Understanding organizational learning for military organizations is not a trivial matter. Recent research, Grauer’s Commanding Military Power: Organizing for Victory and Defeat on the Battlefield, for example, shows that learning and information flow within military units often determines the outcome of battle. This concept of a learning ecosystem is also valuable for analyzing individual nodes in this ecosystem. For example, figure 5 conceptualizes the complex learning environment present on a single Navy ship.
The commanding officer of this notional ship is responsible for converting information to knowledge and synthesizing knowledge from a variety of sources into a cohesive operational picture, from which to make critical decisions. Military historian Martin Van Creveld observed that improvements in information processing technology during World War II resulted in increased demand for information. This demand in turn increased the complexity of organizations. Increased complexity certainly has an impact on organizational learning and that relationship requires further research. Ideally, knowledge would flow freely throughout this ecosystem but as mentioned previously, numerous barriers restrict optimal performance.
Issues for Leaders
Effective learning is essential for organizational survival in the information age. Despite the importance of the complex Naval Learning Ecosystem described here, it cannot be managed in the traditional sense. However, naval leaders can address several issues that will maintain or improve the overall health of our learning ecosystem.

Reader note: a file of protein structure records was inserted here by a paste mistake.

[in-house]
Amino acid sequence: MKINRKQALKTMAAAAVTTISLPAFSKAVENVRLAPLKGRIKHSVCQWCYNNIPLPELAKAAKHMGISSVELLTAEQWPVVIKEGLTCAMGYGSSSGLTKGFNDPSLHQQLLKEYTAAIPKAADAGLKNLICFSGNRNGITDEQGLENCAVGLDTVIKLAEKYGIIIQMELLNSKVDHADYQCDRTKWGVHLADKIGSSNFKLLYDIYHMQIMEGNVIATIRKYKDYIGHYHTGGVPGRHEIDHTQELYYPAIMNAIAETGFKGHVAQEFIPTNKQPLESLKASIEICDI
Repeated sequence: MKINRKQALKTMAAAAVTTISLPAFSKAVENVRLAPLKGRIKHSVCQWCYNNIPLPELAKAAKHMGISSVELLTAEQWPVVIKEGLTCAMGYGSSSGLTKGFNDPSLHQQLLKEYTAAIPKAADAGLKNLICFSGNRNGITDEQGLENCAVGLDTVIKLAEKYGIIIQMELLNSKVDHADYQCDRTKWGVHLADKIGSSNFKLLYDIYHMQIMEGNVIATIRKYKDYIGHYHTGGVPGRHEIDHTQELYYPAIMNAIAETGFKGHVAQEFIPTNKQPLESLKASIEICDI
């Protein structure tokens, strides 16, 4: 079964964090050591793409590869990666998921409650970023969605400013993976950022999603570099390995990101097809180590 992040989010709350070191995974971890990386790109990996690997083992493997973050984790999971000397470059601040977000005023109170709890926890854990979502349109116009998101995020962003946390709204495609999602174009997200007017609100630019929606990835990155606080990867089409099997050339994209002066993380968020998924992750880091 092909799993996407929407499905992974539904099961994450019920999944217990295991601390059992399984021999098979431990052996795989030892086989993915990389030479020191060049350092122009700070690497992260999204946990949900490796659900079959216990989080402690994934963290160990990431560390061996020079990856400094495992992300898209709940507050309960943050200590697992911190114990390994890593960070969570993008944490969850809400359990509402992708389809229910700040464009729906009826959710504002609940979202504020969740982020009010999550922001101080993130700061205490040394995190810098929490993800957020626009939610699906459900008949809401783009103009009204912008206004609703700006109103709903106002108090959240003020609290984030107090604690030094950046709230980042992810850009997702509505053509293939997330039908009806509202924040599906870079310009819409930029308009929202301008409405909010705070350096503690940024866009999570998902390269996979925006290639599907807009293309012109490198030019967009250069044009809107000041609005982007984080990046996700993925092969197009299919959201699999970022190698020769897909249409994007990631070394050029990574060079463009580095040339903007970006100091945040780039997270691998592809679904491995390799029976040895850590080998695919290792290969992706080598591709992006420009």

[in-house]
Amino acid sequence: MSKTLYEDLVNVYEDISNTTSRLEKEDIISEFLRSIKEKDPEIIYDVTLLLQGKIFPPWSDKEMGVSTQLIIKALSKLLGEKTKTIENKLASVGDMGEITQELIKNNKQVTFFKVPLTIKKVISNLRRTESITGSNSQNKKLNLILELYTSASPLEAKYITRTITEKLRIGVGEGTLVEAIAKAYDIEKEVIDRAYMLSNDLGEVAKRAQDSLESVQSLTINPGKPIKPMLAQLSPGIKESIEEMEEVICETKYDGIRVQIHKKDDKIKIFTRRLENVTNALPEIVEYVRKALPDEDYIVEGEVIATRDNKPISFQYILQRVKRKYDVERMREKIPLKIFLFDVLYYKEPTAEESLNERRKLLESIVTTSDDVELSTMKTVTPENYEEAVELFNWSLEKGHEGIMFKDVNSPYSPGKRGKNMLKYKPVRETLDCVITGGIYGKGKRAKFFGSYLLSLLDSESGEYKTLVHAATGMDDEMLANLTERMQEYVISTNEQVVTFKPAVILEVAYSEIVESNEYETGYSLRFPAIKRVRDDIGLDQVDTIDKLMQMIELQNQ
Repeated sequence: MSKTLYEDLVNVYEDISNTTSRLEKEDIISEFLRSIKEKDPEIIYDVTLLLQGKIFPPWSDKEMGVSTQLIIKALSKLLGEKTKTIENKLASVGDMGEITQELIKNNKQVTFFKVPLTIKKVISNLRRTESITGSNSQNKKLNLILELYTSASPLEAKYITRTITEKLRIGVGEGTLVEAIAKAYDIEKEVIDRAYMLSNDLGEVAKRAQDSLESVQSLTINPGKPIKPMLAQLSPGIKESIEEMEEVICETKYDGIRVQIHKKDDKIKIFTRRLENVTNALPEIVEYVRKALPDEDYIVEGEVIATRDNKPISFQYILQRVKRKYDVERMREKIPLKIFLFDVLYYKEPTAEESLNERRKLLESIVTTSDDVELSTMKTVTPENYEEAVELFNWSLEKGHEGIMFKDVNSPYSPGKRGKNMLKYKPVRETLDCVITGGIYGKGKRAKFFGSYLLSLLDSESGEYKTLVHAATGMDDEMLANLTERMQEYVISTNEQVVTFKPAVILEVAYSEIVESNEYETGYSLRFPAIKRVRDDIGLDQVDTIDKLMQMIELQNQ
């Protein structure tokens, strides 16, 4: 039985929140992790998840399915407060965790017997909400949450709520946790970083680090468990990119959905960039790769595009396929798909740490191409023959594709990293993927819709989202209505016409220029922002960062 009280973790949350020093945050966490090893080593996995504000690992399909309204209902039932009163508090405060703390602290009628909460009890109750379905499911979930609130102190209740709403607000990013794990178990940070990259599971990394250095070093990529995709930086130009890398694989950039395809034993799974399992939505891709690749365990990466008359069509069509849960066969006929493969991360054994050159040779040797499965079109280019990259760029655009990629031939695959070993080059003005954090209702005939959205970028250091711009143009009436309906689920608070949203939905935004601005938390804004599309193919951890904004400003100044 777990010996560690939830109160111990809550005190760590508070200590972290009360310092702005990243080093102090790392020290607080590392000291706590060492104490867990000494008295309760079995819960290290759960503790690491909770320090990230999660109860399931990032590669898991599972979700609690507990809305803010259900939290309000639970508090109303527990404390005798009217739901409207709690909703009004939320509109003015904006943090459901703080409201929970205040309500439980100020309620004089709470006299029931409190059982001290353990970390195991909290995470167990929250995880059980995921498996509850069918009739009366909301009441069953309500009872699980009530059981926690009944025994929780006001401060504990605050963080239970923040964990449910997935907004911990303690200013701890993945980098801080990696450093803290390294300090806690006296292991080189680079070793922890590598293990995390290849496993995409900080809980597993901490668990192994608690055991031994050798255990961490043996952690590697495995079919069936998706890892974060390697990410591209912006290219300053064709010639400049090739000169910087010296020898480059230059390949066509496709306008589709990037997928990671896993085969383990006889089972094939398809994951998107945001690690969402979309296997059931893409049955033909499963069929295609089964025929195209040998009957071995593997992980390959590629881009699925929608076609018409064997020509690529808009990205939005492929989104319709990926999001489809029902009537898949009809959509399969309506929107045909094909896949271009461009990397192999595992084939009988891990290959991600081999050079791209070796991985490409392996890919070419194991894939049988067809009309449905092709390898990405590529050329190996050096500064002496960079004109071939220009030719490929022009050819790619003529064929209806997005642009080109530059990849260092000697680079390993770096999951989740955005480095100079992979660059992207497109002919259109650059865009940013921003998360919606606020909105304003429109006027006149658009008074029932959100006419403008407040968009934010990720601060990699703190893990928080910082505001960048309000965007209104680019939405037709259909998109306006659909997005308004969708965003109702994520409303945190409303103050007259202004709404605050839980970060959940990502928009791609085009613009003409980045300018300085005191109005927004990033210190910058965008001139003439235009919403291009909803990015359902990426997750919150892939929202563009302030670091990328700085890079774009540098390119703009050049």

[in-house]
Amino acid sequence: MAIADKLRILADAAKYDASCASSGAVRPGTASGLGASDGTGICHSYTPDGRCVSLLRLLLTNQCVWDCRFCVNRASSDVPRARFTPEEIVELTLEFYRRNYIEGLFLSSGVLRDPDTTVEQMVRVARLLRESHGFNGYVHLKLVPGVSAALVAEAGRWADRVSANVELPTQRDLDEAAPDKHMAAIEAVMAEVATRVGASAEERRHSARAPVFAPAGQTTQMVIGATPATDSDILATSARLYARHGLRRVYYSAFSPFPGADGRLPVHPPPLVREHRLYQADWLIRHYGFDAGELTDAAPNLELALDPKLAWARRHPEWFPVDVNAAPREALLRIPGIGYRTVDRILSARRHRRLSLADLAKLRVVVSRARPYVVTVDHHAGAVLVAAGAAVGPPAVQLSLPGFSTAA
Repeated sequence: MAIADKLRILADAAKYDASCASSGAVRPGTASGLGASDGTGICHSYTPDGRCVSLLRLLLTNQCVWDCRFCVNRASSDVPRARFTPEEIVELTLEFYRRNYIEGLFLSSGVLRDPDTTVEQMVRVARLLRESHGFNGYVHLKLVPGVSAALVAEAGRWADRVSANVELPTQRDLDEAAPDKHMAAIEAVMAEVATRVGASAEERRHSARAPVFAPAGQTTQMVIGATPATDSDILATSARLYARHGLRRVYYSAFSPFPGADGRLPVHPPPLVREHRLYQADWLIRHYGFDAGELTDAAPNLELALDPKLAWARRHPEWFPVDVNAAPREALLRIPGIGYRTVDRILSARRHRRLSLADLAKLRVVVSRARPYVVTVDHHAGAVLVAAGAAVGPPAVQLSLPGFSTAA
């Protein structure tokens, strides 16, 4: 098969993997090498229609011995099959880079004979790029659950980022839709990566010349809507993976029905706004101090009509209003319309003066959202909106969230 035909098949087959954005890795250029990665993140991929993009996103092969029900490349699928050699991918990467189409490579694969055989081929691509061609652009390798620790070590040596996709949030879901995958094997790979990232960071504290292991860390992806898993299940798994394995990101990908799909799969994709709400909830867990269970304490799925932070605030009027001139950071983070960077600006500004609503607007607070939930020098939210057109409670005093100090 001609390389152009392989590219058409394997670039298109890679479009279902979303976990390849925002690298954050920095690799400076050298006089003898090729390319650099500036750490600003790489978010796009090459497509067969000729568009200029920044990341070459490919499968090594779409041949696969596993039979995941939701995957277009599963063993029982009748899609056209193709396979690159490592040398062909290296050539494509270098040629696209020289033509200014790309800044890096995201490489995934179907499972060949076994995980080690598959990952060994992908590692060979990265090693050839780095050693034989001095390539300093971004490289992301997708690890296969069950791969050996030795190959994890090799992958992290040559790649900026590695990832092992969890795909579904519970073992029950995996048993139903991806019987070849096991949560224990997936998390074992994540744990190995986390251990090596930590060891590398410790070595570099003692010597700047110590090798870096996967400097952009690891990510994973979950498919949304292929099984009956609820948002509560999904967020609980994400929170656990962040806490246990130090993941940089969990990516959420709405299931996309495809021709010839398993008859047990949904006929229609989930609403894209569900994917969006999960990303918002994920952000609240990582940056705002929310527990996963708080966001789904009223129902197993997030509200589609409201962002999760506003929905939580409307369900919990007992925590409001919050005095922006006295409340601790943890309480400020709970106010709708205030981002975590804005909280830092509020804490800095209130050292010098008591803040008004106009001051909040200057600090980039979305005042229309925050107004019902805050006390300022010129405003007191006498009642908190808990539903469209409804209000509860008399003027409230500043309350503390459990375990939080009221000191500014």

Bounded Rationality: Herbert Simon famously observed that humans, and organizations comprised of humans, are limited in their ability to process large amounts of information. This is due to limited cognitive capacity, time constraints, and not fully understanding the results of all options available. This condition results in making decisions that satisfy the minimum requirements rather than making optimal decisions. We face a dilemma today that because of environment uncertainty, we seek more information. However, some nodes in our learning ecosystem may be facing the limits of human cognitive capacity; a condition commonly referred to as information overload.
It appears that our competitors have recognized this human limitation as well. A Feb. 4, 2018 article in the South China Morning Post noted that China plans to use artificial intelligence to improve the thinking skills of its submarine commanders. As we develop AI and machine learning systems, we must not forget its original intent – to improve human limitations and help make better decisions. Understanding that learning occurs in an ecosystem is an important start to determine where machine learning should be integrated.